№1 — The Simple, “Proud and Humbled”
The Proud and Humbled is the classic humblebrag and should accompany a link to the award announcement with a headline like, “Proud and humbled to be honored on Campaign US’ Magazine’s 40 over 40 lists.” Variations include the “Surprised and Honored,” “Stunned but Thrilled. ” It’s, of course, also customary to post your humblebrag along with a picture from ten plus years ago creating the misimpression that you are not only successful but also aging better than your colleagues. The beauty of the “Proud and Humbled” is the way it fits perfectly with the advertising industry’s ethos of being just barely half true. Because if you were actually humbled, you wouldn’t post anything at all.
№2 — The Self-Promotion with a Side of Suck-Up
This technique takes the simple “Proud and Humbled” a step further by also stroking the ego of a co-honoree who might further your career at some future date. If, for example, you’re the founder of a small, independent ad agency and would like nothing more than to get bought by a larger firm for gobs of money, switch up the wording a bit and suck-up to specific co-honorees with something like, “Proud and humbled to be honored on Campaign US’ 40 over 40 lists, along with some of our industry’s greatest talents, including Kim Getty at Deutsch, Jason Harris at Mekanism, and Susie Nam at Droga5.” Alternately, use the opportunity to brown-nose a potential new client with: “Proud and humbled, to be honored by Campaign US’ 40 over 40 lists, alongside Stacy Taffet, VP of PepsiCo’s Water Portfolio.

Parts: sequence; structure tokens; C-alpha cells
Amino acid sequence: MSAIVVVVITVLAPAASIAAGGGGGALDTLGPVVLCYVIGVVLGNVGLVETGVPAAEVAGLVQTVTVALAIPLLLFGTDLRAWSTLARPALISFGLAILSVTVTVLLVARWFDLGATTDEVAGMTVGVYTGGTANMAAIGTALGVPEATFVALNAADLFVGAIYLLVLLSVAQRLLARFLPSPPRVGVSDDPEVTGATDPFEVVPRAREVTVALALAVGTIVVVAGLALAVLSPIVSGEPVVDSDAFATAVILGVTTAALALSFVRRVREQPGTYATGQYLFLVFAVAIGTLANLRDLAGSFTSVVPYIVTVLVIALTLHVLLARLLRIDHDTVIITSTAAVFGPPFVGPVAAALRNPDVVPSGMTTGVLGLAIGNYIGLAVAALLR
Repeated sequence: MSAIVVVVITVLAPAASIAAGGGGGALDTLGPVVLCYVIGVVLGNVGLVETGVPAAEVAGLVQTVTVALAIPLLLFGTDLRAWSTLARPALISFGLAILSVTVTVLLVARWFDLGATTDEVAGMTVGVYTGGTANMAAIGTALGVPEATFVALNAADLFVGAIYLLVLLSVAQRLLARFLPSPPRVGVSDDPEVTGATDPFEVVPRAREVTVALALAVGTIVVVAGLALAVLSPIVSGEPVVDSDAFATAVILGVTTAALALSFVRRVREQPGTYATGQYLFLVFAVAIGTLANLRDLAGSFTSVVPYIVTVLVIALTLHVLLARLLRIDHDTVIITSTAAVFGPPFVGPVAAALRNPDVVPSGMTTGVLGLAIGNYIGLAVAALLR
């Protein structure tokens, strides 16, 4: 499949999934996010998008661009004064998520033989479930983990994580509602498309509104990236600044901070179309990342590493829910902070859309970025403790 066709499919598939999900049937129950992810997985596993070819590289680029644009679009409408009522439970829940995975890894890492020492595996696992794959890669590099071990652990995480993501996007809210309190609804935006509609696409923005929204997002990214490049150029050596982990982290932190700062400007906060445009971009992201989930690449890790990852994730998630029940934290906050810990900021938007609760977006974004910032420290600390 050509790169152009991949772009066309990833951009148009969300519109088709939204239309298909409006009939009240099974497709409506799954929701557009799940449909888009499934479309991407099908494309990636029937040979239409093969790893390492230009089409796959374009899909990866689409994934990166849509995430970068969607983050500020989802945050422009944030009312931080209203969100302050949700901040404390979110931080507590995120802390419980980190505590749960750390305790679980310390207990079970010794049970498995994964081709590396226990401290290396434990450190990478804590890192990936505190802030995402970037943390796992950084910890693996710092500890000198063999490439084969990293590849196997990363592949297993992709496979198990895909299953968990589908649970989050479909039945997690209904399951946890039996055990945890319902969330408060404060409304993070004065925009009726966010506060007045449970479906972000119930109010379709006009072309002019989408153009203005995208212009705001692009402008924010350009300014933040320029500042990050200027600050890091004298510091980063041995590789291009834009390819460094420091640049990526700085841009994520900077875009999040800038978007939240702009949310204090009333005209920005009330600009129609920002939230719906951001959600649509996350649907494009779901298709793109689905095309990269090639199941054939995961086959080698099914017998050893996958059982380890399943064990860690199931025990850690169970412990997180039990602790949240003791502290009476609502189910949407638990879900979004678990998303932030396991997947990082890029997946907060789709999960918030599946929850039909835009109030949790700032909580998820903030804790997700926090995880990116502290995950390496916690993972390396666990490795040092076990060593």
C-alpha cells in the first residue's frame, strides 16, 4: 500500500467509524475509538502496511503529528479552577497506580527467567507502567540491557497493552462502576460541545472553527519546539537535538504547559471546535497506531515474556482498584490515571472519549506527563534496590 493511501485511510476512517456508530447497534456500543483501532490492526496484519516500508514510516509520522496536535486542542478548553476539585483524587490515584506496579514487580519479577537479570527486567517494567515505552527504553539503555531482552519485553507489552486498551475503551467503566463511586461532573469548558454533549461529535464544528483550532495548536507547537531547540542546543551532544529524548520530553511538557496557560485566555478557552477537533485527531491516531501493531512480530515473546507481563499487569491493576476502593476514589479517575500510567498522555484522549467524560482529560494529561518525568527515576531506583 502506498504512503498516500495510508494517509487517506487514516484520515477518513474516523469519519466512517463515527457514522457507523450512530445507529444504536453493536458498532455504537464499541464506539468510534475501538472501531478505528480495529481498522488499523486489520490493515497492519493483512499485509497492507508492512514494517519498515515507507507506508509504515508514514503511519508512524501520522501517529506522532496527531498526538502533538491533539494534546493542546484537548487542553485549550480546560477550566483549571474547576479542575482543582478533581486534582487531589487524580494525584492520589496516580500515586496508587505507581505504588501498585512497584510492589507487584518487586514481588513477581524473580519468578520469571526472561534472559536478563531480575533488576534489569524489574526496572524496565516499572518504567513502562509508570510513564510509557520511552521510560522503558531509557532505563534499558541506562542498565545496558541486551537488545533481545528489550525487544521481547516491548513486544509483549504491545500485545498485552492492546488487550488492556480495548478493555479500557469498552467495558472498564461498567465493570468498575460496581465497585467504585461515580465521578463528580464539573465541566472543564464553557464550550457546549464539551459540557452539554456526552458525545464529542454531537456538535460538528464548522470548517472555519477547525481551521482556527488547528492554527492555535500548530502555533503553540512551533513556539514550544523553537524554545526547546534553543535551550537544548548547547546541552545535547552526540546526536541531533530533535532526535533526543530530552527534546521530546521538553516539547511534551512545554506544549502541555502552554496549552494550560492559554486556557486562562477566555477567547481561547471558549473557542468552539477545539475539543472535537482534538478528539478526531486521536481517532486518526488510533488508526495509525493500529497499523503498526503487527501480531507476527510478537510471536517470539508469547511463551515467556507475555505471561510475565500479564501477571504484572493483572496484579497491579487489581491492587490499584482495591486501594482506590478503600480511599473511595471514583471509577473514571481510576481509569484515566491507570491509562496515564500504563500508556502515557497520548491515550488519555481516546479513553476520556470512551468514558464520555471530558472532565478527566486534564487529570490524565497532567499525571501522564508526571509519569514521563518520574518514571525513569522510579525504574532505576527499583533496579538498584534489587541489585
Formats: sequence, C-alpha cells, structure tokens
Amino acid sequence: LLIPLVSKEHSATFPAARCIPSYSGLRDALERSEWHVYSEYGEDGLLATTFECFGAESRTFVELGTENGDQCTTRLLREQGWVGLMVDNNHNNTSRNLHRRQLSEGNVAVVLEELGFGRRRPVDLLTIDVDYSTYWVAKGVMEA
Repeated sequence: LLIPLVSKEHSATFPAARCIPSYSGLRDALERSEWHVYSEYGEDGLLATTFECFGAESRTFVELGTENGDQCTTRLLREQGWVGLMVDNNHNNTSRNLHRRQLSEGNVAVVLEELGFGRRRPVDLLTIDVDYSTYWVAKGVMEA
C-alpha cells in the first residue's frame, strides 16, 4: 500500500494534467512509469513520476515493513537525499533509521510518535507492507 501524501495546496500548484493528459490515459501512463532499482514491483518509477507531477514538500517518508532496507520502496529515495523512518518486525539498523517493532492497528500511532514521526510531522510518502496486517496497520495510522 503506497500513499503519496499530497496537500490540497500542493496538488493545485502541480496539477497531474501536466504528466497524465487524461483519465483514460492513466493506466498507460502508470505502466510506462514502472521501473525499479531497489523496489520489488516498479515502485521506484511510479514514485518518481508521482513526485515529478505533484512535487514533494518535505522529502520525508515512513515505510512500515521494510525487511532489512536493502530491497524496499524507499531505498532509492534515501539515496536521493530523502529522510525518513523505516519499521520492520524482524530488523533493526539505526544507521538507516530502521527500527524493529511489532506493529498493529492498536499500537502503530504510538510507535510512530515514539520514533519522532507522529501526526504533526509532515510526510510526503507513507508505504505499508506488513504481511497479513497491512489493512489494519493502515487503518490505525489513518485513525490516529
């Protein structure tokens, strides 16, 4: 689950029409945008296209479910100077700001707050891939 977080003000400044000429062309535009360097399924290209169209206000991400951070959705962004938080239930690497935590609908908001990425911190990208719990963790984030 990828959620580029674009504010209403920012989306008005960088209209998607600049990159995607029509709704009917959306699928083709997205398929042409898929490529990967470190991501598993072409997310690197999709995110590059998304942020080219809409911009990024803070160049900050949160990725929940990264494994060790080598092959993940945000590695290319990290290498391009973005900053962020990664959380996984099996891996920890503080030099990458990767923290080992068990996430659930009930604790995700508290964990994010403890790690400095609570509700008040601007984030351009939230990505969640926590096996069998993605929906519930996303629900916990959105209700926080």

№3 — Force Your Employees to announce It For You
Worried you’ll sound like a douche bag tooting your own horn? It’s easy to circumnavigate this problem and still get the publicity you crave and let’s face it, you deserve. As the boss, you can subtly suggest to your direct reports to use their social media feeds to promote your not-quite a Pulitzer accomplishment. (This method works particularly well during a pandemic when employees are scared shitless about losing their job.)
№4 — Pay an influencer
Why just force your employees to humblebrag for you when you can get complete strangers to do it for you? All you need is a few dollars and a true commitment to your ego. There are plenty of advertising blogs that would love to tell their readers about the Campaign US’, 40 over 40 honorees list and every one of them will improve your SEO by adding backlinks and will give you an additional humblebrag opportunity to use your, “Thanks for the mention” humblebrag technique. Or, you could experiment with sites like Grin, Brandbassador, or Instagram and pay influencers to Tweet about you for a few thousand dollars. Ultimately, isn’t it really a fraction of what it probably costs you in entry fees to “win” your award to begin with?
№5 Write a Self-Deprecating Blog Post to Mask Your True Intent
If you’re the founder of a small, ad agency and digital content studio, you could simply write a blog post about the art of the humblebrag never mentioning the fact that you are the one who has been chosen as a 2020 Campaign US 40 over 40 Honoree. If you go this route, it is important to wait until the very end of the blog post to combine all the techniques into one final line that says something like, “Hell yes, it’s about friggin time I got some recognition, Kim, Jason, Susie, we’re good and for sale. Stacy, how about a project? And everyone at the Division of Labor, feel free to repost this blog, or you’re fired. And Campaign US, how about you post this? Do it and we’ll send you a deli basket from Zabars.”